Thursday, February 4, 2010

GSNCA Focuses on Girl Issues

GSNCA has a long-standing commitment to the well-being of girls and for almost 100 years, Girl Scouts has been engaged in girl’s lives and a resource and expert on their growth and development. To advance our mission of building girls of courage, confidence and character, who make the world a better place, and ensuring that all girls have the opportunity to be successful, we advocate for the following girl issues:

· Encouraging healthy living among girls;

· Increasing girls involvement in science, technology, engineering and math (STEM);

· Girls and leadership; and

· Financial literacy.

Encouraging Healthy Living Among Girls

Through our program experience and research, Girl Scouts has a unique understanding of the complex issue of healthy living and what motivates youth – especially girls – to adopt healthy lifestyles. As public officials and community leaders grapple with issues such as childhood obesity and school safety we encourage you to consider a wide range of related and overlooked issues, such as relational aggression and cyber-bullying, healthy media images and eating disorders, that directly affect girls’ health. These issues are informed by Girl Scouts’ own research and extensive programmatic expertise. Recently, Girl Scouts in East Alabama attended In The Pink, a breast cancer awareness workshop, where they learned about proper nutrition, careers in the medical field and recognizing breast cancer symptoms.

With more than 60 healthy living-related badges and a historic emphasis on health in the Girl Scout experience, girls are educated and empowered to take action to strengthen their physical and emotional health and positively impact their communities and the world. Additionally, the Girl Scout Research Institute report, The New Normal? What Girls Say About Healthy Living, tells us that girls believe health combines good nutrition and physical fitness with emotional and social well-being. Girl Scouts can provide valuable perspectives and counsel in shaping policies that address this and other serious children’s issues. Girl Scouts is looking for opportunities to improve how our state promotes the health of young people, especially girls.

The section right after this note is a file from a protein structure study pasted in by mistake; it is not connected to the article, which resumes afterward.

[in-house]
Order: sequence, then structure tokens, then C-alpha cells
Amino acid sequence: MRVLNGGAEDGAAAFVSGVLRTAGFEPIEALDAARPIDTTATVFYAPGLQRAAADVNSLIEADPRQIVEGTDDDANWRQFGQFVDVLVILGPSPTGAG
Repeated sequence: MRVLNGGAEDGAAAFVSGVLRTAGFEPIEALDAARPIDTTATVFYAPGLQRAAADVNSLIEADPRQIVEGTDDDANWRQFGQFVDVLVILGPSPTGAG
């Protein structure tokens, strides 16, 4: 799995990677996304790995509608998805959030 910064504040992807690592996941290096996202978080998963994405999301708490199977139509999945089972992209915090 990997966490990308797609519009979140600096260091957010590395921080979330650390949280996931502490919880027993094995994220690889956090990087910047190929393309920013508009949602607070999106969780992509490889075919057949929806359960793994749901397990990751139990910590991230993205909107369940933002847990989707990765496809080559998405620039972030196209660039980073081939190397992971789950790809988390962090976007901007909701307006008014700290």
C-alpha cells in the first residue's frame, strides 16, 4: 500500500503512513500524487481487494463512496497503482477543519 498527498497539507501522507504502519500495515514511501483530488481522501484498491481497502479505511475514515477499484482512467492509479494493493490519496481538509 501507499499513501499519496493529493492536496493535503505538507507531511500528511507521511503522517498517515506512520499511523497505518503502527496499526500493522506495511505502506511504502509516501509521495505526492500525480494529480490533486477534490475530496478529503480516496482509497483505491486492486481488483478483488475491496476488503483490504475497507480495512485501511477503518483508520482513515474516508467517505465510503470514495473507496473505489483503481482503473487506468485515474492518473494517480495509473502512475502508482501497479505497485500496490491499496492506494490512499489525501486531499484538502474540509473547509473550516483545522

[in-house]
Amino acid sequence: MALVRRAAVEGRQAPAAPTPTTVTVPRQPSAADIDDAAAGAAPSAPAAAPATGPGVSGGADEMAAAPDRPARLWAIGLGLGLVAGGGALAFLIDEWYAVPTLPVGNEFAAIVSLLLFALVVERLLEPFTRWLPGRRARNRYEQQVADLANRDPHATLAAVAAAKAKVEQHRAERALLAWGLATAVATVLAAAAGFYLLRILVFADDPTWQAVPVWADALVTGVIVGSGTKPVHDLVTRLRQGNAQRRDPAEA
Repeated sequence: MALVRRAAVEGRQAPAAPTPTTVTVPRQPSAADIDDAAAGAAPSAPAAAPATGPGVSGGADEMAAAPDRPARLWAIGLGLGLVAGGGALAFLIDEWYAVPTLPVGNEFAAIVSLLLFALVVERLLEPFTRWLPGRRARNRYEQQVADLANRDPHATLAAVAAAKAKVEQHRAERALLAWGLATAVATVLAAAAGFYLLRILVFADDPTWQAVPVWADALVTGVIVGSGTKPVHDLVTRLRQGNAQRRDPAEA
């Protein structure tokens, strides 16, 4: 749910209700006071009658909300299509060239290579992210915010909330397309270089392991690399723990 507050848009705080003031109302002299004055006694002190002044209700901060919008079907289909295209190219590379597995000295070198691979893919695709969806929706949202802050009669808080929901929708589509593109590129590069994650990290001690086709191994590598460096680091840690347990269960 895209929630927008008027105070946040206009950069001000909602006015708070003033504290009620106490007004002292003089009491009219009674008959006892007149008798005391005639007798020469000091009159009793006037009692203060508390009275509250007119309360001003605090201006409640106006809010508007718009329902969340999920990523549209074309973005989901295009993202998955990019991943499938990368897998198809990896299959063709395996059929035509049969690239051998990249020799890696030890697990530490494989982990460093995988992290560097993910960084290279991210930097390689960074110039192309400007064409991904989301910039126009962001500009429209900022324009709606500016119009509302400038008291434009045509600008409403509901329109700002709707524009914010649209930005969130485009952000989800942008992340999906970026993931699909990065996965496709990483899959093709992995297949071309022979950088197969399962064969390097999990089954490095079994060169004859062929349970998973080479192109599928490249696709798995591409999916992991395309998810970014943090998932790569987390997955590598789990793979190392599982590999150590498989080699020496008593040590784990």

Increasing Girls’ Involvement in Science, Technology, Engineering and Math

Around 3rd grade, girls begin to lose interest in science, technology, engineering, and math (STEM). As they age, the problem only gets worse - the percentage of girls who say they would not study math anymore given the choice increases from 9% to 50% in the years between 4th and 12th grades. As a result, women are vastly underrepresented in STEM fields. With more than 70 badges and patches and a journey program entitled, It’s Your Planet Love It!, focused on STEM-related activities, Girls Scouts are encouraged to explore many possibilities in STEM fields. Our research and programming finds that Girl Scouts can play a significant role in capturing and maintaining girls’ interest in STEM fields and GSNCA is proud to have NASA as a dedicated partner in these activities. Girl Scouts from all over the state have attended robotics activities and rocket propulsion workshops. Too, Girl Scouts in Central Alabama have had the opportunity to attend different programs and camps to learn about water filtration systems, metal works and how to properly build and weight a structure. Through this initiative, we seek to help increase the number of girls and young women pursuing education and careers in STEM, and to ensure that education policies reflect the unique learning styles of girls and include expanded learning opportunities.